Due to a small percentage (3%) of new customers gained through the deal turned into regulars generating an additional £900 over the course of a year (number of returning couples (6) x average yearly value of a customer (£150) = £900.
There was also the saved marketing expense on generating these 6 new customers, saving £300 in the process.
Outcome: Negative – small profit and little future customer generation.
We’ve created a spreadsheet tool to help you quickly work out the viability of an offer at your restaurant. You can access it below either through Google Docs (click on the link > select file > make a copy > then edit your saved version). Alternatively there is an Excel version of our Groupon calculator, which can be downloaded below.
We asked a range of Yorkshire restaurateurs their opinions on Groupon. The majority of responses were negative, including those of Gerrard Marks of Sukhothai whom commented;
Rightly or wrongly we believe in offering good value at all times and feel heavy discounting is a downward spiral towards reduction in quality and service offerings whilst hemorrhaging the bottom line and diluting the perception of a quality based offering
Bikram Singh of Raja’s Tandoori is not convinced on the discounting method either, mentioning;
I have been in the industry a very long time. In my opinion the special offers and restaurant promotions don’t work. Good food and good service is the key to success.
Dave Burns, proprietor of BED in Harrogate stated that he would rather go out of business then rely on the group buying giant to prop up his restaurant. Despite many proprietors having negative feelings towards Groupon, Astrid Pot, general manager of Town Hall Tavern reflected on her experience with Groupon as a beneficial exercise for her city center Gastro Pub.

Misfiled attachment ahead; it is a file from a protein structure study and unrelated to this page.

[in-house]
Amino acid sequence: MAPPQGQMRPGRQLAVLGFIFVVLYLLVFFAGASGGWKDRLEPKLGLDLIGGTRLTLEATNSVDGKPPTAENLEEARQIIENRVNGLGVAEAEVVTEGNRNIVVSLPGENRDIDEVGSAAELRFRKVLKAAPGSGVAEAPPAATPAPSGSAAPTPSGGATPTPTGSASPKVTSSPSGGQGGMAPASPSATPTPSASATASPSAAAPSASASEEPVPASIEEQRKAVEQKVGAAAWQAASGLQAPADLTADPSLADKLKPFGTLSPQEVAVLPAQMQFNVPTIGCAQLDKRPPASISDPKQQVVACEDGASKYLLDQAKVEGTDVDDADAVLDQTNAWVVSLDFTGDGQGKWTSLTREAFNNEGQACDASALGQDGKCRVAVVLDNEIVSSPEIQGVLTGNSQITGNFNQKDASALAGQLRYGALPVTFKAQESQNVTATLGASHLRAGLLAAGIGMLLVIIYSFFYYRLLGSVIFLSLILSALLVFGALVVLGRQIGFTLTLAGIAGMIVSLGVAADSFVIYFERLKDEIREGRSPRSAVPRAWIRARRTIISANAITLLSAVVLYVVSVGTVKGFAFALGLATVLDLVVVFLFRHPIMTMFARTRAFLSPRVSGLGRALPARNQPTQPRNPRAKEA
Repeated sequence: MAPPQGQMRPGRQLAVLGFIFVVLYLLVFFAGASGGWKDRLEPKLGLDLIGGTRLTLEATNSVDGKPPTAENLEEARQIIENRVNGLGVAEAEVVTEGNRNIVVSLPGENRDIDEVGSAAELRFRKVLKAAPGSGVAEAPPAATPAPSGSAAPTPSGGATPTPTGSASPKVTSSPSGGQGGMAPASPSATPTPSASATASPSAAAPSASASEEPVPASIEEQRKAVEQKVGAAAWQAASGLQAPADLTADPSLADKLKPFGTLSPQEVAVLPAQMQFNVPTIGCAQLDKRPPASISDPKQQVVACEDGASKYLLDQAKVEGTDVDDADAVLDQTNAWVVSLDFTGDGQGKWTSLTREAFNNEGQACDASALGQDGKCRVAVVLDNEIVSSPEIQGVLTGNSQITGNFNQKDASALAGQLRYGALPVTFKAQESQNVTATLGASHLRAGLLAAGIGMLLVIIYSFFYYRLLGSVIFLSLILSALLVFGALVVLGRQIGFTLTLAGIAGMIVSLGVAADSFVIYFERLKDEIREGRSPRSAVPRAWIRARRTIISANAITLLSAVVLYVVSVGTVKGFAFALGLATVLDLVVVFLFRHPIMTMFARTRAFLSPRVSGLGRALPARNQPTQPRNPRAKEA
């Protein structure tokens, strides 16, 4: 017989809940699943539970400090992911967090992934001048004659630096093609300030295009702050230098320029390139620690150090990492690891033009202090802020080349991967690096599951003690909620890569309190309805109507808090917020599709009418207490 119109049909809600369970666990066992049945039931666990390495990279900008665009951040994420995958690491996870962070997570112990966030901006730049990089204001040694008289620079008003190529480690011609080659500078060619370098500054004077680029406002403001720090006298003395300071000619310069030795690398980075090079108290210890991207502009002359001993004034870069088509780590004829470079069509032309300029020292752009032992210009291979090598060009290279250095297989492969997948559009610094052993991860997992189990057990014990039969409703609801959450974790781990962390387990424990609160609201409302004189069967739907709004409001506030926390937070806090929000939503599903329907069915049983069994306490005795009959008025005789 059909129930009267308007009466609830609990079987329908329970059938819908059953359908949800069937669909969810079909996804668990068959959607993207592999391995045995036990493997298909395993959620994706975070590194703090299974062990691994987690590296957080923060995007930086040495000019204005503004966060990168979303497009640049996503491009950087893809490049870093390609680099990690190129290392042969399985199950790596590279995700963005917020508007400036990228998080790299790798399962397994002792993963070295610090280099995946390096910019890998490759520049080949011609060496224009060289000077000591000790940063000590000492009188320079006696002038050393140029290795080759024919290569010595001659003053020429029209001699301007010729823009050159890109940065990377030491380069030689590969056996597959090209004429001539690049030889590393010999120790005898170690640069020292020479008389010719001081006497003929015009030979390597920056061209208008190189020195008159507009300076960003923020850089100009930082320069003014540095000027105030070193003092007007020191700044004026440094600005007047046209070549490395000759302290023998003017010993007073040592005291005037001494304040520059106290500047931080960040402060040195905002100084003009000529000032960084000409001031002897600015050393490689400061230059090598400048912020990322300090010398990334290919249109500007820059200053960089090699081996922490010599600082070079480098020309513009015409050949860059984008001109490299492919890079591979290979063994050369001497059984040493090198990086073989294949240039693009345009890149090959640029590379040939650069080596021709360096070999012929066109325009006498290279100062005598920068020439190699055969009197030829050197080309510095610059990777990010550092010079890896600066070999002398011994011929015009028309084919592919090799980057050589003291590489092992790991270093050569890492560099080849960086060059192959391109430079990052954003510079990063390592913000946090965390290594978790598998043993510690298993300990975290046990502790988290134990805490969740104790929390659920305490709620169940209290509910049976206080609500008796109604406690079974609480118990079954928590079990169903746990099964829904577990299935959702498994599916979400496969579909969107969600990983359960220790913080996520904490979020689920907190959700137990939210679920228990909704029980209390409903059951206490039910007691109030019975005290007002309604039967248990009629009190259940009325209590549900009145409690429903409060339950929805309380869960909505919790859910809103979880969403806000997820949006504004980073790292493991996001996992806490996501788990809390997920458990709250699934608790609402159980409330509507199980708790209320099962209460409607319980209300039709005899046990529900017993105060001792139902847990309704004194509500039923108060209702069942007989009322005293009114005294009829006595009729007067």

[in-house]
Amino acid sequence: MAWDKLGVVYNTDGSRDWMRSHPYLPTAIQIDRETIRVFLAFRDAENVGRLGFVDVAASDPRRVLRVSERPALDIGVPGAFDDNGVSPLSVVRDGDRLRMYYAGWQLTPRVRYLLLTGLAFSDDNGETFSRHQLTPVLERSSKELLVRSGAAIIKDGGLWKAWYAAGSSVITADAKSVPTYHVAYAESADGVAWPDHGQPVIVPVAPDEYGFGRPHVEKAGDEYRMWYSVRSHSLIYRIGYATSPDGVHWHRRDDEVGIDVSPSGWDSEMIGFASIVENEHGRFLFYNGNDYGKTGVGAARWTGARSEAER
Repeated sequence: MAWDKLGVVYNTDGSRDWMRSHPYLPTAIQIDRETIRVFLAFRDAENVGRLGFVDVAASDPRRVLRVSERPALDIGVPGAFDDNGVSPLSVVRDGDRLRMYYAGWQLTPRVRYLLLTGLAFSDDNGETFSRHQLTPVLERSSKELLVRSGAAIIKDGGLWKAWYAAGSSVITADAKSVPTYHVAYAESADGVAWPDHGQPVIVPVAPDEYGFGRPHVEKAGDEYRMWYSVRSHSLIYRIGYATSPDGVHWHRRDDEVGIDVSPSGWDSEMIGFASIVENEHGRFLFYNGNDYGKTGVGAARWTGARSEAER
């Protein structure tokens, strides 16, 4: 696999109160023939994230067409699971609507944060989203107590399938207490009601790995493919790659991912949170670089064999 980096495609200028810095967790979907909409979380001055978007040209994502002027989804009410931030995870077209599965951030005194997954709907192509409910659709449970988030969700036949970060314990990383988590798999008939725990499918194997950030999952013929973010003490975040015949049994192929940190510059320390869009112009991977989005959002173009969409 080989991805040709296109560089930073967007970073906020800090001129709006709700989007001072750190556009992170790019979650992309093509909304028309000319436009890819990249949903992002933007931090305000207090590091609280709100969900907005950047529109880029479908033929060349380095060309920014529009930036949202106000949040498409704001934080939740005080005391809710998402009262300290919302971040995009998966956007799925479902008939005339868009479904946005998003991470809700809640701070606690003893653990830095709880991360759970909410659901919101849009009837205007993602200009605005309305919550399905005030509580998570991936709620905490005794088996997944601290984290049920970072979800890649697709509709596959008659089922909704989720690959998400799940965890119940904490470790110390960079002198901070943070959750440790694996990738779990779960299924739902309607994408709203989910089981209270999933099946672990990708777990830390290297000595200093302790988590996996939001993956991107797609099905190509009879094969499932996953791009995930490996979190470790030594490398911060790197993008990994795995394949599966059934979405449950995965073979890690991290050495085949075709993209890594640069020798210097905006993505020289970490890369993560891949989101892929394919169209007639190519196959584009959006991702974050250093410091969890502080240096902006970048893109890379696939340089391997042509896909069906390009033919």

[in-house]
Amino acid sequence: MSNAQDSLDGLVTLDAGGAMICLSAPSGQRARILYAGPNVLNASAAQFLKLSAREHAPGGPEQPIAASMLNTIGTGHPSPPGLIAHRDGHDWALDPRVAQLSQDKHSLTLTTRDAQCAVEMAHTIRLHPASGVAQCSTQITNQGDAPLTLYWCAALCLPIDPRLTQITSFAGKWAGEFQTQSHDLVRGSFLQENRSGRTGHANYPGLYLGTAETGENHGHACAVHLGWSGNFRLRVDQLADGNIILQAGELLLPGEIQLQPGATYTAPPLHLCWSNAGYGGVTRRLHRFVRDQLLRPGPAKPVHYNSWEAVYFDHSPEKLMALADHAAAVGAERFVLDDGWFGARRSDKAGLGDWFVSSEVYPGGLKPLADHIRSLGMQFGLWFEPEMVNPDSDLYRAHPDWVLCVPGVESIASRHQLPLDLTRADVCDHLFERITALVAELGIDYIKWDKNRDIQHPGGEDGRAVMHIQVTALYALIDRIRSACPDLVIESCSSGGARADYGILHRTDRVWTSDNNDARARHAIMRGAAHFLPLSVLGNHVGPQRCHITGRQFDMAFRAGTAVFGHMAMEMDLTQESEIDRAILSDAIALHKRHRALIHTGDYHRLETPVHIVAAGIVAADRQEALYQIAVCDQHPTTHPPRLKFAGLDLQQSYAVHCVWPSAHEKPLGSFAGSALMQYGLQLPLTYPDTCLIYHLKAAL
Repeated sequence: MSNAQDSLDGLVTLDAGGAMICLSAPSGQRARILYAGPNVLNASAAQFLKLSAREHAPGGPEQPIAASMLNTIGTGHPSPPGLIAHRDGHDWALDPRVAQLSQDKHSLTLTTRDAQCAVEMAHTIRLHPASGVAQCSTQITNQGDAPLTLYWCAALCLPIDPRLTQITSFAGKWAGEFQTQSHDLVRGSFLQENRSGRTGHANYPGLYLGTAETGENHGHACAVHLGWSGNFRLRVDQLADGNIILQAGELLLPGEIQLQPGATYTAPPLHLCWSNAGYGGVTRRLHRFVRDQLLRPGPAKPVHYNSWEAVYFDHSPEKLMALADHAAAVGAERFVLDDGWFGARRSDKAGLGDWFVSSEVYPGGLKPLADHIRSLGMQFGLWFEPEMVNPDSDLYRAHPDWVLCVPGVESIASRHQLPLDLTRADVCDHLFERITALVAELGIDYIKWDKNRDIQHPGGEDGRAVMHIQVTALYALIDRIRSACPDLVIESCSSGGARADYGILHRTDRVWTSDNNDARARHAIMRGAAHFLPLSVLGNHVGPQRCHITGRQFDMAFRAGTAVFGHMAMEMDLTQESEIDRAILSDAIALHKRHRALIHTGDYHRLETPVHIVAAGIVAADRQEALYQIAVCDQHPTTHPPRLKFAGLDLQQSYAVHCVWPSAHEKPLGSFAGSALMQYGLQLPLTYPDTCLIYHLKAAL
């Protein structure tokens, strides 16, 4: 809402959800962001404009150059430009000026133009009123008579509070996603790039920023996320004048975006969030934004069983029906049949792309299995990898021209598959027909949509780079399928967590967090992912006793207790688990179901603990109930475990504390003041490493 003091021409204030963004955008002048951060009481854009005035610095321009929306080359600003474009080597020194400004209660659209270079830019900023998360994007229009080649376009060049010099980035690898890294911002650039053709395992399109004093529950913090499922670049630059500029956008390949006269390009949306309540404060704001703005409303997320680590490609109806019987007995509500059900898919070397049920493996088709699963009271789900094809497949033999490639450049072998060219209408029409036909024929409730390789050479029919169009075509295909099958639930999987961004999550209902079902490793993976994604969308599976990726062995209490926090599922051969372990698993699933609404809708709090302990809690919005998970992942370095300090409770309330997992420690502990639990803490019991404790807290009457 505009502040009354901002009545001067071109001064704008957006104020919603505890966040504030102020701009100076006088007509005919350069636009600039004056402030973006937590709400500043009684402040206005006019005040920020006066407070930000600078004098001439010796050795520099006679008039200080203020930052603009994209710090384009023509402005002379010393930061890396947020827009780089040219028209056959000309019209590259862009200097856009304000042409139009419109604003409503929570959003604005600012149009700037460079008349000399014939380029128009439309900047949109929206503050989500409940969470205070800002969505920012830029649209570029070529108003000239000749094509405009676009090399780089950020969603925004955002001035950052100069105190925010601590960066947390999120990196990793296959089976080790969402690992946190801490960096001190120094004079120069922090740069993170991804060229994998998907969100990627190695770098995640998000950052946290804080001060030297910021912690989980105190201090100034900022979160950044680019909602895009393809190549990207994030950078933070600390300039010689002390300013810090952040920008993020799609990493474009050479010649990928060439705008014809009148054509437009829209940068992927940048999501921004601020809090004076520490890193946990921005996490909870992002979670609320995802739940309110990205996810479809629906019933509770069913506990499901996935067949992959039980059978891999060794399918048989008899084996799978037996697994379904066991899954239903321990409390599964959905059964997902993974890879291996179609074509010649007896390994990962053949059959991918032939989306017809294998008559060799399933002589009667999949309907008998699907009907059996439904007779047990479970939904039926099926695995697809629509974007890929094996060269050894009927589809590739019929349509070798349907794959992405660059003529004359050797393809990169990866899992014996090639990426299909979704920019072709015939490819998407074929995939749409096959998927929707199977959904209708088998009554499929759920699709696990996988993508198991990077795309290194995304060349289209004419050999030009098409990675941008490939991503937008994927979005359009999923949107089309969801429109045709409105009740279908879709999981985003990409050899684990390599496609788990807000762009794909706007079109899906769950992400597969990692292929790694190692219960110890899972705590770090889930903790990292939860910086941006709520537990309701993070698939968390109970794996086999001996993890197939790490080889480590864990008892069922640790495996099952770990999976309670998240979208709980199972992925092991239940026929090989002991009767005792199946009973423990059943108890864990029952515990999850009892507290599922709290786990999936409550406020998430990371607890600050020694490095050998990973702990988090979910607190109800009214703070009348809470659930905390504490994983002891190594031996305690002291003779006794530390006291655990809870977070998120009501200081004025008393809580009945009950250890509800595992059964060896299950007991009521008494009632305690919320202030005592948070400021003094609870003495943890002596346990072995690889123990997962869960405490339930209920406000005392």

The offer itself was not profitable. The only money we made was on drinks as the food sold on the Groupon offer just covered the cost. However, as we sold over 700 vouchers and got approximately 1400 people through the door we ended up making more profit than we would have done without the Groupon offer.
When asked if she would consider using the voucher platform again for her restaurant, she commented;
Maybe. The only reason I would not use it is because we do not need it anymore. The experience has been very good and if I have had to fill a quiet time instantly I would use Groupon again
Looking at the evidence it does show a case for and against the use of Groupon as a positive marketing medium for a restaurant. Groupon will make 50% of your earnings regardless of how it affects your restaurant, so you must prepare with meticulous attention to detail what is going to work and how it will meet your restaurants objectives. We’ll leave you with our final observations on how you can do this:
Has your restaurant run Groupon or similar daily deal offer? What experiences do you have with of them and has it helped your business? We’d love to hear your comments, simply enter them below.
How to use social media to help fill your restaurant...
Pick up a marketing book and chances are you'll find...